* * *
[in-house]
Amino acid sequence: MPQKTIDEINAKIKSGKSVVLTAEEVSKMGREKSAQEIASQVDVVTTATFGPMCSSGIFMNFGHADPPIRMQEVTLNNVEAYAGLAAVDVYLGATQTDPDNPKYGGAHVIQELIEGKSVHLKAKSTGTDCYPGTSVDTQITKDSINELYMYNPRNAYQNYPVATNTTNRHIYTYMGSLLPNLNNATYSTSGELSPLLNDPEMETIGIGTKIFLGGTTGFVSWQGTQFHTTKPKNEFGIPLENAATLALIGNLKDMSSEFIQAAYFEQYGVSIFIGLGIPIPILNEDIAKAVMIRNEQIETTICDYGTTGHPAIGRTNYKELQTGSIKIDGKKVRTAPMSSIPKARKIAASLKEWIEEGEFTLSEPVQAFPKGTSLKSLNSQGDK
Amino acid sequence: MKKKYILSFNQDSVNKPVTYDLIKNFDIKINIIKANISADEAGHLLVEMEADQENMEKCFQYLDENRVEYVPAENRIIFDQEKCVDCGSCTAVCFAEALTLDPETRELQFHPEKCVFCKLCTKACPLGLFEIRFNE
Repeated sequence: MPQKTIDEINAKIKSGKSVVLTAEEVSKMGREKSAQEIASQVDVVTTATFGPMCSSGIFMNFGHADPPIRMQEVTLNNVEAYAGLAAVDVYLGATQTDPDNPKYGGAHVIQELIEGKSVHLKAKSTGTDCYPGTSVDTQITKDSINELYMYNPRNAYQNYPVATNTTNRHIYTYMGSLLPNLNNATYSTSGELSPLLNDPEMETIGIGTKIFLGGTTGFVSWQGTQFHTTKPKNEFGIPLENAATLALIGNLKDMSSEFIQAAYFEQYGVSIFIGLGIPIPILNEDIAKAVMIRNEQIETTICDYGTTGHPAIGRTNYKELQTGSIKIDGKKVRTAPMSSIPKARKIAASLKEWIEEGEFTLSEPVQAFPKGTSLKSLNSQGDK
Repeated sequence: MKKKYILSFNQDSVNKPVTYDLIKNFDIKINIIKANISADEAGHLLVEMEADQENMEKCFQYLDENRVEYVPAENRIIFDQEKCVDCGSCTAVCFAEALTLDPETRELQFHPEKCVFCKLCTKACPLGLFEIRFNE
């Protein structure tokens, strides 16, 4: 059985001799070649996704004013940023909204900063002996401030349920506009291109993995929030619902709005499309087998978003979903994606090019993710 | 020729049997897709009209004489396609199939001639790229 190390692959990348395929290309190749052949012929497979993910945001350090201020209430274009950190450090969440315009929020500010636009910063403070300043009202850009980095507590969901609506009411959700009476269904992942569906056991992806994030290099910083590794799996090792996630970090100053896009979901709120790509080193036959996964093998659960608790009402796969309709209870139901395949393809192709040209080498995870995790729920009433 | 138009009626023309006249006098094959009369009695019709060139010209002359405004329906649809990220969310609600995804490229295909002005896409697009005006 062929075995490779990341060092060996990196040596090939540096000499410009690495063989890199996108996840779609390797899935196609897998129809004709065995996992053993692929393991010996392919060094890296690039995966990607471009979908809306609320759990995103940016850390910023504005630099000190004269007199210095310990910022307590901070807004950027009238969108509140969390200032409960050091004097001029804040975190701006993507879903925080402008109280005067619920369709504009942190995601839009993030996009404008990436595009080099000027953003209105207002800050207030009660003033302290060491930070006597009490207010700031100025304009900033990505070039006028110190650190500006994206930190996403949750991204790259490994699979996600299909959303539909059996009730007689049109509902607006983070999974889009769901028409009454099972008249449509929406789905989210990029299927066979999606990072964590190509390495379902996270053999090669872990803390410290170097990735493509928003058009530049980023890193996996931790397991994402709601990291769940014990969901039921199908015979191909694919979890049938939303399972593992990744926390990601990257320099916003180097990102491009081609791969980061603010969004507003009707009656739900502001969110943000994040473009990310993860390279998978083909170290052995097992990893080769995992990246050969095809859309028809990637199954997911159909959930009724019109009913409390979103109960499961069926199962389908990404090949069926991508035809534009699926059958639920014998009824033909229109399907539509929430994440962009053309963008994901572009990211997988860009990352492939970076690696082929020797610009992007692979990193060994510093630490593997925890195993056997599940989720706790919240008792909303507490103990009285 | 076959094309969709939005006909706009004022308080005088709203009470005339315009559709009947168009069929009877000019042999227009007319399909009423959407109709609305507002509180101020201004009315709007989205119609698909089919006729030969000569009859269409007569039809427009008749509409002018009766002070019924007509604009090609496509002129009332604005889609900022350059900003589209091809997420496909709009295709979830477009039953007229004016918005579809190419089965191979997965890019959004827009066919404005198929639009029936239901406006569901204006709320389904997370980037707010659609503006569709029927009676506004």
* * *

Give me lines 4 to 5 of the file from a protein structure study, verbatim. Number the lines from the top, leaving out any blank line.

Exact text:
Repeated sequence: MPQKTIDEINAKIKSGKSVVLTAEEVSKMGREKSAQEIASQVDVVTTATFGPMCSSGIFMNFGHADPPIRMQEVTLNNVEAYAGLAAVDVYLGATQTDPDNPKYGGAHVIQELIEGKSVHLKAKSTGTDCYPGTSVDTQITKDSINELYMYNPRNAYQNYPVATNTTNRHIYTYMGSLLPNLNNATYSTSGELSPLLNDPEMETIGIGTKIFLGGTTGFVSWQGTQFHTTKPKNEFGIPLENAATLALIGNLKDMSSEFIQAAYFEQYGVSIFIGLGIPIPILNEDIAKAVMIRNEQIETTICDYGTTGHPAIGRTNYKELQTGSIKIDGKKVRTAPMSSIPKARKIAASLKEWIEEGEFTLSEPVQAFPKGTSLKSLNSQGDK
Repeated sequence: MKKKYILSFNQDSVNKPVTYDLIKNFDIKINIIKANISADEAGHLLVEMEADQENMEKCFQYLDENRVEYVPAENRIIFDQEKCVDCGSCTAVCFAEALTLDPETRELQFHPEKCVFCKLCTKACPLGLFEIRFNE